Hay fever sufferers know that pollen levels tend to be higher in the Summer months, but dog owners may not be aware that dogs can suffer from hay fever too, just like humans.
To provide guidance on this matter, I have spoken exclusively with Dr Linda Simon, an in-house Veterinary surgeon at Pooch & Mutt, who has shared vital advice on spotting the signs that your dog might be suffering and how you can relieve them of their symptoms, including:
- Walk early in the morning
- Mow your lawn
- Keep doors and windows shut
- Increase washing and grooming
- Keep their bedding clean
Dog pollen allergies come about in the same way that we develop allergies – by coming into contact with pollen granules released by plants. It can start at any age but typically develops in early life.
Whilst we may suffer from a runny nose, watery eyes or a fit of sneezing, hay fever in dogs is different. Here are vital signs to look out for to ensure your pup is not in any discomfort and can live their best life through to the late Summer months:
The Signs & Symptoms
- Red, sore or flaky skin
- Runny eyes and nose
- Frequent sneezing, coughing or wheezing
How to Relieve Hay Fever Symptoms
The best way to naturally relieve hay fever symptoms in your pooch is to limit their exposure to pollen. This may be difficult if you live in the countryside, but here are a few things you can try to help manage the symptoms:
- Go for a walk early in the morning. Schedule walks and outdoor activities for early mornings and late nights when the pollen count is lower due to cooler temperatures. Keep your dog on a leash in grassy areas to prevent them from rolling around and getting covered in pollen. Plan your walks to avoid areas with abundant weeds, woodland, or grasslands where pollen concentration may be higher.
- Expose your puppy to a range of pollen. Research suggests that exposing your dog to a range of pollen like in grass, trees, and plants, when they are young can help them build immunity to developing hay fever symptoms.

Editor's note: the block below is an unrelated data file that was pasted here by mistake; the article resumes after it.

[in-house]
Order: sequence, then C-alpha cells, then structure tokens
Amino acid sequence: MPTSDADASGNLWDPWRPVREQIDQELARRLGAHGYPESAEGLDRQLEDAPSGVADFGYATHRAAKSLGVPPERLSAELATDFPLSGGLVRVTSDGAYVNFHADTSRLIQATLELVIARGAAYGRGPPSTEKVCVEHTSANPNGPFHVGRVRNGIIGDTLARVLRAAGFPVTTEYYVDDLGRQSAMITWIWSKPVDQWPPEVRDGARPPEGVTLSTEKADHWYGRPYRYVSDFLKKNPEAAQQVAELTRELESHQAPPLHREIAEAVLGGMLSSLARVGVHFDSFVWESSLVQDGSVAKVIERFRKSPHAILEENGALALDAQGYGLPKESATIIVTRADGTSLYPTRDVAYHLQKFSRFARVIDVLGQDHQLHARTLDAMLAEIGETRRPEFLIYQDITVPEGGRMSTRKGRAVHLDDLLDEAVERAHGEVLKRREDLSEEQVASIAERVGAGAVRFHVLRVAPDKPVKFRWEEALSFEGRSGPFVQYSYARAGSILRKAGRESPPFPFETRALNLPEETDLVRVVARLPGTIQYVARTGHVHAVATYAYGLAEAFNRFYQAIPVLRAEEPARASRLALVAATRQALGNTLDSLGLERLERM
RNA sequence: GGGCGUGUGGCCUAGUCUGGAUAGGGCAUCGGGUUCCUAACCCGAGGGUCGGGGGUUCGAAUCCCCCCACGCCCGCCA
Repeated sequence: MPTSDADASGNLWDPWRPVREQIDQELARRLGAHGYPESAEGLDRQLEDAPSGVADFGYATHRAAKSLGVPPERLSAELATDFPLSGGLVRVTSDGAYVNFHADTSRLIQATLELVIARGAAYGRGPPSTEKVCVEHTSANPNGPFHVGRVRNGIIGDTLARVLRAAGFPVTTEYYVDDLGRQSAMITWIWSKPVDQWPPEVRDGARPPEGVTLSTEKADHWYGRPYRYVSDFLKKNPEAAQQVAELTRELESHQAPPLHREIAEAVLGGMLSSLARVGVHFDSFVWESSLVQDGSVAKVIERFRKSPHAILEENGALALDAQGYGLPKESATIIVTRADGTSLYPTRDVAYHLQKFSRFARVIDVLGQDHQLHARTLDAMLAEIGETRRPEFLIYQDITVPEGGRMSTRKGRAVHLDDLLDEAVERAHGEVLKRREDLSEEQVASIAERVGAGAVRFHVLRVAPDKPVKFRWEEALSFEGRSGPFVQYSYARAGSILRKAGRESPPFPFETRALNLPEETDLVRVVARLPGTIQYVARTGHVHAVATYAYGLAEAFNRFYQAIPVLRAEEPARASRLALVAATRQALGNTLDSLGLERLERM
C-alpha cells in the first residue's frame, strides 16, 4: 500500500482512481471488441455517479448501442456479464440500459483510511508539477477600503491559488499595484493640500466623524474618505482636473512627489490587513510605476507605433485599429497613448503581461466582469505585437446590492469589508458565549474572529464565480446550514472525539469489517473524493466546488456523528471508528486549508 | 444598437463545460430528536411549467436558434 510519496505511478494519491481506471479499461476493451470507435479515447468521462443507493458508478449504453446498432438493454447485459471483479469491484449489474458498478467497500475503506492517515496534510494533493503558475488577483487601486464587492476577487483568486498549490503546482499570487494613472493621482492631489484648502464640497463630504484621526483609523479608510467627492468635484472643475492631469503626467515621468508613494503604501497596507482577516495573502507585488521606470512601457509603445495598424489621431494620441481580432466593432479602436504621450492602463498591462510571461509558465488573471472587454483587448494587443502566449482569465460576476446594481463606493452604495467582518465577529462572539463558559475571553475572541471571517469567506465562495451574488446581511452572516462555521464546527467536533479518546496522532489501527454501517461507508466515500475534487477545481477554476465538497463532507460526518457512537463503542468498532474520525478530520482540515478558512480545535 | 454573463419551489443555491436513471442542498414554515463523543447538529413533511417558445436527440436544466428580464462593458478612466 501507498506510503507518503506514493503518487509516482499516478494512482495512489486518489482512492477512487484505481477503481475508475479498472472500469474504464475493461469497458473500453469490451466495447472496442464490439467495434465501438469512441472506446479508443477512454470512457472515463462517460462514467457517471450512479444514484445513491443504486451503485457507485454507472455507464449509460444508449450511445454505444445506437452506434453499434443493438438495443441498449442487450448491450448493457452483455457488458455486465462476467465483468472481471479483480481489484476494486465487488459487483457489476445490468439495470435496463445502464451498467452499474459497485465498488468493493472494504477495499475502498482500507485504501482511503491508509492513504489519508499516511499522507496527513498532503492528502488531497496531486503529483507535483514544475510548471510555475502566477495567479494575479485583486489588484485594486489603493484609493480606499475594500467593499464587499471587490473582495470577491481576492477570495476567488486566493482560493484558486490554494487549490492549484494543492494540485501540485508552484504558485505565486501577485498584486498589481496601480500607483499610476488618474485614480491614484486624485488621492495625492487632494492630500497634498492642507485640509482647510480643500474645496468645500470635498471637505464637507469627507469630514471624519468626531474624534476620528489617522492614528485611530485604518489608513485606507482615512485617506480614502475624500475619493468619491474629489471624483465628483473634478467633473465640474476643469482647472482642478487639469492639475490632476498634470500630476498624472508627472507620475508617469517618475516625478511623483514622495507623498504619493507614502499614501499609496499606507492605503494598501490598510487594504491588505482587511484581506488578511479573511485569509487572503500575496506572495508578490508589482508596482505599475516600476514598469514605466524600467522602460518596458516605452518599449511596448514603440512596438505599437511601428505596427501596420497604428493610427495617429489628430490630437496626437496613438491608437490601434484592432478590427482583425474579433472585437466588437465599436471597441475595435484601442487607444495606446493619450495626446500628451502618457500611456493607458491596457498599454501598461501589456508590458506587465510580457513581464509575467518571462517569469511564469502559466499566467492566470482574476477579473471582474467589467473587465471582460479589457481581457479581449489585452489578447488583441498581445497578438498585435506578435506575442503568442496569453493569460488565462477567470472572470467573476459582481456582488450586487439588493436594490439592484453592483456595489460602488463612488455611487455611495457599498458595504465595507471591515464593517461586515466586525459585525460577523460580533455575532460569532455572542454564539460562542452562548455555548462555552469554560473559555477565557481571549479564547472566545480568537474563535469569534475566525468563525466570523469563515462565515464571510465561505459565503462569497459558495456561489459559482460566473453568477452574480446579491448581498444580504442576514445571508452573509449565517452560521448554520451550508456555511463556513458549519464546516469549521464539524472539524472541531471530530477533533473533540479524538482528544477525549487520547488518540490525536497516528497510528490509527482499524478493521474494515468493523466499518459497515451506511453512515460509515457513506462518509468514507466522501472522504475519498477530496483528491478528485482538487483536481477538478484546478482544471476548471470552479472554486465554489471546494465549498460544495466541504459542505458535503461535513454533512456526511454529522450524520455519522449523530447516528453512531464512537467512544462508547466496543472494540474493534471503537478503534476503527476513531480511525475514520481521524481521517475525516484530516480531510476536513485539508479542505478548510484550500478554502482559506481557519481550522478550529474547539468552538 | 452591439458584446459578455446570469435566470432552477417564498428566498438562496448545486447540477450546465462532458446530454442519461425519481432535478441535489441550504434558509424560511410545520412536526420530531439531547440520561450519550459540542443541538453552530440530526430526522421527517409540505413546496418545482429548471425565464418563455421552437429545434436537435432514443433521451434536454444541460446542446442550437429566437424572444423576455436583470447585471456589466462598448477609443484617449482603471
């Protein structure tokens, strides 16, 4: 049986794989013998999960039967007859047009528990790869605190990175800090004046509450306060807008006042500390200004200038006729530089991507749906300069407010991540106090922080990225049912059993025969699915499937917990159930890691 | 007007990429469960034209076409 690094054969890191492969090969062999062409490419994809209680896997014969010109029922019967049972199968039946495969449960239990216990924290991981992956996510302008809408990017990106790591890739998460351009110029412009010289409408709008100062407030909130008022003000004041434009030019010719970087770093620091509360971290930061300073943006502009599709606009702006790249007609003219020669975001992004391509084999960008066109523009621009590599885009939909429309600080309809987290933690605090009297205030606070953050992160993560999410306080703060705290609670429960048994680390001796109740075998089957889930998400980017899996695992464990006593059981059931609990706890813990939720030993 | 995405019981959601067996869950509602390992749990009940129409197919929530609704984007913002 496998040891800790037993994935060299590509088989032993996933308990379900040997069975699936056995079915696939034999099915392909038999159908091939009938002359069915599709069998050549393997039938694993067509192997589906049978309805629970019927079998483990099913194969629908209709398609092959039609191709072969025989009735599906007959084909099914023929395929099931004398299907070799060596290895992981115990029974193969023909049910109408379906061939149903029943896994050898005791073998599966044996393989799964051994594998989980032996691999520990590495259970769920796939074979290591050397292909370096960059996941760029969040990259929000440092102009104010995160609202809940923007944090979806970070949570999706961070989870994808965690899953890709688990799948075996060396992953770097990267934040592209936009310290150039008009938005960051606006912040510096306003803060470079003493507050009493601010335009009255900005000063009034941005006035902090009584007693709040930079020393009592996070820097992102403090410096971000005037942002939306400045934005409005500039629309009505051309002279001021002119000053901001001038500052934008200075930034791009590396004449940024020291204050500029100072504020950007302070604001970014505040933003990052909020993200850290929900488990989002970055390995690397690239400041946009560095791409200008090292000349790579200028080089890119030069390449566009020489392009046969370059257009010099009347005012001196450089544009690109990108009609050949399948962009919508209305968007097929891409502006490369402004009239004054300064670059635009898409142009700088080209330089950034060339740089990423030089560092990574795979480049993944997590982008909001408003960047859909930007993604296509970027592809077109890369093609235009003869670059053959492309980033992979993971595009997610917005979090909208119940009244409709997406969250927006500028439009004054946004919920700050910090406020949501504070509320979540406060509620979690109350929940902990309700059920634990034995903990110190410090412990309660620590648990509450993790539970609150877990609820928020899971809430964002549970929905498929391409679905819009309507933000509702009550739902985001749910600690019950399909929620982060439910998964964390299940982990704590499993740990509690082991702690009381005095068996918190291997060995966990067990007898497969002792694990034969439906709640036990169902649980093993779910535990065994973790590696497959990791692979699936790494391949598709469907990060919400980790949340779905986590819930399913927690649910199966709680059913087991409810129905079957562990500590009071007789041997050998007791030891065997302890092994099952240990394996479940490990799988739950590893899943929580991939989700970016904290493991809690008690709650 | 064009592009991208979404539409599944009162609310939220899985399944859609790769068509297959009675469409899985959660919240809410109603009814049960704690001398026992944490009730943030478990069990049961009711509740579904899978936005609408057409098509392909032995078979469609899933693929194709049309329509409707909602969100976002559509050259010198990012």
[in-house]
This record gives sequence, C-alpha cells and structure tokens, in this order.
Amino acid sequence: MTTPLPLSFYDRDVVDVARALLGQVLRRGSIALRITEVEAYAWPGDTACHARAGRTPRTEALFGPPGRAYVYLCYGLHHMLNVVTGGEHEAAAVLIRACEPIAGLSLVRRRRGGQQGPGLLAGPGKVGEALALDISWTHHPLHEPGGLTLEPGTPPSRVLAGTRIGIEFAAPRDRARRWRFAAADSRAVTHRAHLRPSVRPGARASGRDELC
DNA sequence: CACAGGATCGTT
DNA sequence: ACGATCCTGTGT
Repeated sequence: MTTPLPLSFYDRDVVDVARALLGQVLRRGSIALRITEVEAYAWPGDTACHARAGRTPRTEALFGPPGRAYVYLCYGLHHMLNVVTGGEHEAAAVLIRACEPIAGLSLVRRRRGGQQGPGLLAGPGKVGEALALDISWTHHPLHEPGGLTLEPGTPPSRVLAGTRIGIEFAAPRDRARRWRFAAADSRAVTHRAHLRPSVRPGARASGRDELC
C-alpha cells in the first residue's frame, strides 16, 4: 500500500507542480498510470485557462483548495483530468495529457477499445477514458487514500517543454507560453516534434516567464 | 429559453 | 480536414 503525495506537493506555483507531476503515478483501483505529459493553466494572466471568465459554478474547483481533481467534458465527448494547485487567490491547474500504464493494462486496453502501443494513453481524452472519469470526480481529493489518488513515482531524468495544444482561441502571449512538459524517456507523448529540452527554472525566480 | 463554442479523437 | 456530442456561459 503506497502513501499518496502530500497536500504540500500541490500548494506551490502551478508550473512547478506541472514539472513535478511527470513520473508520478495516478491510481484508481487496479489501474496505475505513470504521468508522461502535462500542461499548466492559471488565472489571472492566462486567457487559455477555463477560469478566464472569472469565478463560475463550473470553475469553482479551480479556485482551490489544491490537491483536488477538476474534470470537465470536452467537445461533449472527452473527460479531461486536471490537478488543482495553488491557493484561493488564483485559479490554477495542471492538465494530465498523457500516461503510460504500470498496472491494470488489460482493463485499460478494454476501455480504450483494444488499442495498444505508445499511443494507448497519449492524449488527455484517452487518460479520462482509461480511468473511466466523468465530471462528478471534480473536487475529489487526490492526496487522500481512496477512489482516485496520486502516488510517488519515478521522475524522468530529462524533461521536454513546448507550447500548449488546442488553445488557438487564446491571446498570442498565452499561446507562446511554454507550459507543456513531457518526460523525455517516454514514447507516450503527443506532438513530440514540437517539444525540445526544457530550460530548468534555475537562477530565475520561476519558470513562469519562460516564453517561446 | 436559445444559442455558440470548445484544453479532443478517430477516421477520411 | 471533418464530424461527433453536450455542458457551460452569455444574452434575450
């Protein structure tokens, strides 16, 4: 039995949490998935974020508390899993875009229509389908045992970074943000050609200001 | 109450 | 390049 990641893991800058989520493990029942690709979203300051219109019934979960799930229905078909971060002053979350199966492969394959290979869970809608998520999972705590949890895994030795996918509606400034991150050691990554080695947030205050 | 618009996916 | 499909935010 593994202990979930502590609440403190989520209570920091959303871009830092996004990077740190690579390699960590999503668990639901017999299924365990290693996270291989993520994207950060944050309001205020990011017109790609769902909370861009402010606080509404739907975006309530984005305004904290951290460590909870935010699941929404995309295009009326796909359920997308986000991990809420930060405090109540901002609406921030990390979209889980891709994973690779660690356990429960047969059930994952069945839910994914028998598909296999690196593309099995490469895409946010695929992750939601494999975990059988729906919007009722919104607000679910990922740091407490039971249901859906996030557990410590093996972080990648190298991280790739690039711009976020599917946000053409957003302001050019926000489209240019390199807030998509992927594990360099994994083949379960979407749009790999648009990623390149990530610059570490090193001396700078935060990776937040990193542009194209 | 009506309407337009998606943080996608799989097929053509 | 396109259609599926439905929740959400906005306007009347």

- Mow your lawn. Mow your grass in your garden regularly to keep it short. Keeping the grass short can also prevent grass seed injuries where seeds attach themselves to your dog’s fur and, when undetected, can burrow into the skin.
- Keep doors and windows shut. During hay fever season, keep windows and doors in your home shut whenever possible. This will help minimise the indoor pollen count and give your dog some relief.
- Increase their washing and grooming. After a walk, gently wipe your dog to remove any pollen from their paws, fur, or face. Regular brushing will also help remove pollen from their skin, even if you can’t see it. If it’s a particularly hot day, and your dog is a fan of the garden hose, you can also hose them down to wash away pollen.
- Regularly wash your dog’s bedding and vacuum the areas they frequent the most. Washing our bedding regularly and keeping the house clean is something humans do when suffering from hay fever, but don’t forget about your dog’s bedding too. Keeping this clean and any areas in the house they spend a lot of time in will help reduce allergens in the house.
- Consider allergy testing . If your dog is really suffering, it might be time to consider allergy testing. This is when your veterinarian examines your dog to determine the root cause of skin irritation, infections and discomfort. They may also recommend testing for specific allergens. Depending on the outcome, they may suggest immunotherapy – a treatment where your dog is administered with small doses of the allergen on a regular basis to reduce the symptoms of allergies, which can even potentially result in a permanent cure.
- Do not give your dog antihistamines without speaking to your vet first. While hay fever in dogs cannot be cured, there are ways to manage their symptoms. Contact your vet for proper guidance, especially if your dog requires medical assistance. Your vet may recommend treatments such as topical shampoos, skin creams, sprays, ear and eye drops, or even steroids for severe cases. It’s important to note that antihistamines or Piriton for humans are not always effective for dogs and can be toxic. Only administer them under the supervision of your vet. Always follow your vet’s advice to ensure a worry-free and enjoyable summer with your furry companion.